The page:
The 3 Best Hypoallergenic Cat Litters, According To Experts & Reviewers

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While you might be hard-pressed to find cat litters marketed as “hypoallergenic” for you and your feline, there are certain ingredients to look for to keep allergy symptoms at bay as you shop. To help find the best hypoallergenic cat litters on Amazon, Bustle reached out to two experts: Sharon Eisen, DVM, a Connecticut-based veterinarian, and Merin Kuruvilla, MD, an Atlanta-based allergist and Emory University professor for tips on avoiding ingredients in cat litter that could potentially cause you or your cat allergic reactions.

Dust is one major factor to consider when shopping for a cat litter for allergies. According to Dr. Eisen, “many litter types have dust, and cats could be allergic and sensitive to dust (as humans are).” Dr. Kuruvill also writes that dust “may contribute to airborne allergies in humans.” Certain types of cat litter, like clay varieties, can also attract dust mites, which Dr. Kuruvilla says “can aggravate nasal symptoms and asthma” in humans. When it comes to choosing a cat litter, Dr. Kuruvilla suggests: “A dust-free or low-dust formulation may help reduce symptoms in people who are allergic to dust.” You might also want to avoid cat litters formulated with bentonite clay and silica dust, two ingredients that are commonly found in clumping litters and can aggravate allergies.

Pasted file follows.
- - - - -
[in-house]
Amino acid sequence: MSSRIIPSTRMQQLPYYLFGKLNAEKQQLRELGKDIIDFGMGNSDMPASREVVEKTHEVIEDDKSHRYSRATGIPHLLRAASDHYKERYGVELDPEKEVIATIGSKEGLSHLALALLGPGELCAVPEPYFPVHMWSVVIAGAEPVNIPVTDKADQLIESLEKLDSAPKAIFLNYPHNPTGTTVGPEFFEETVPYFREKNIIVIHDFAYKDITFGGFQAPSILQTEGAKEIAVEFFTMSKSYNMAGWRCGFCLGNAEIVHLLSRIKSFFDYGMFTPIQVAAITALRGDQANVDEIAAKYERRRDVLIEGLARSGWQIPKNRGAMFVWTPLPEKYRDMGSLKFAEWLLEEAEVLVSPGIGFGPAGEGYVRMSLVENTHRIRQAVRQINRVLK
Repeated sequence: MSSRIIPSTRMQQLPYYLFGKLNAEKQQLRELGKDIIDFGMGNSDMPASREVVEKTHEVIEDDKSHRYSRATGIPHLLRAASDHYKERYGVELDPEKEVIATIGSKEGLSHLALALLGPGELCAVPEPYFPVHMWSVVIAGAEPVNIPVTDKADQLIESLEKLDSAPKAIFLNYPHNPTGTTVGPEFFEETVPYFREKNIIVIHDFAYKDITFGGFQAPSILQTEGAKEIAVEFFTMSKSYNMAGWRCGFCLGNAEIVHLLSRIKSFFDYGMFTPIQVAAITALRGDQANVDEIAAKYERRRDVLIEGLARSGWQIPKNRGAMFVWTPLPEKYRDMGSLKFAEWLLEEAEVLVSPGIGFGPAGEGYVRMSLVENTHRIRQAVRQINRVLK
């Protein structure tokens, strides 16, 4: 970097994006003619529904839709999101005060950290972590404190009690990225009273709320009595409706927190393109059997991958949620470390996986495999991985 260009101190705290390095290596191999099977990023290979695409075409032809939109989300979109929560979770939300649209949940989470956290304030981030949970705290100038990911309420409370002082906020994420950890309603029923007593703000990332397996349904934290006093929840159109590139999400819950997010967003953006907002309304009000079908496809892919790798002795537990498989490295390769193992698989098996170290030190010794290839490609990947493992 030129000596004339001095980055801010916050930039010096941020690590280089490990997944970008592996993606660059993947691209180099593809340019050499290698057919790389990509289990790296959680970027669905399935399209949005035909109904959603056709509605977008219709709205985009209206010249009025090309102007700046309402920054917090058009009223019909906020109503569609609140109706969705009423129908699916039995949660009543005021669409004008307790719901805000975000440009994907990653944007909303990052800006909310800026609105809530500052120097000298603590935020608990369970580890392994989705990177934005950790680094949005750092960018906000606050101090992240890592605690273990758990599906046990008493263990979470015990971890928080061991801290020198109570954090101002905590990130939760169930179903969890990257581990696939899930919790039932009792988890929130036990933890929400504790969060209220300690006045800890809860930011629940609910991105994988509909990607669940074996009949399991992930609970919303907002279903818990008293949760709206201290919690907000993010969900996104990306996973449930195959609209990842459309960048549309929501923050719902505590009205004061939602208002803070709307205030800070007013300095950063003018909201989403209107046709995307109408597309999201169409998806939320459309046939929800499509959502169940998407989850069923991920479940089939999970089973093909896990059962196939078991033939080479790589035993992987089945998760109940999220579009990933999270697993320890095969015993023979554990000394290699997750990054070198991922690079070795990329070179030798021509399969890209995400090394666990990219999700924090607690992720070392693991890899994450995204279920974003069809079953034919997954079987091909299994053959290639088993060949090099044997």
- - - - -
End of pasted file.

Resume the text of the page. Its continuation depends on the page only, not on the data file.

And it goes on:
Another possible culprit for allergies in cat litters is fragrance, and litters without fragrance may be better for allergy-prone cats. Likewise, cat owners “can also be sensitive to fragrances in the litter,” according to Dr. Kuruvilla. For this reason, consider opting for a fragrance-free or unscented option if you or your cat are sensitive to added fragrance in products.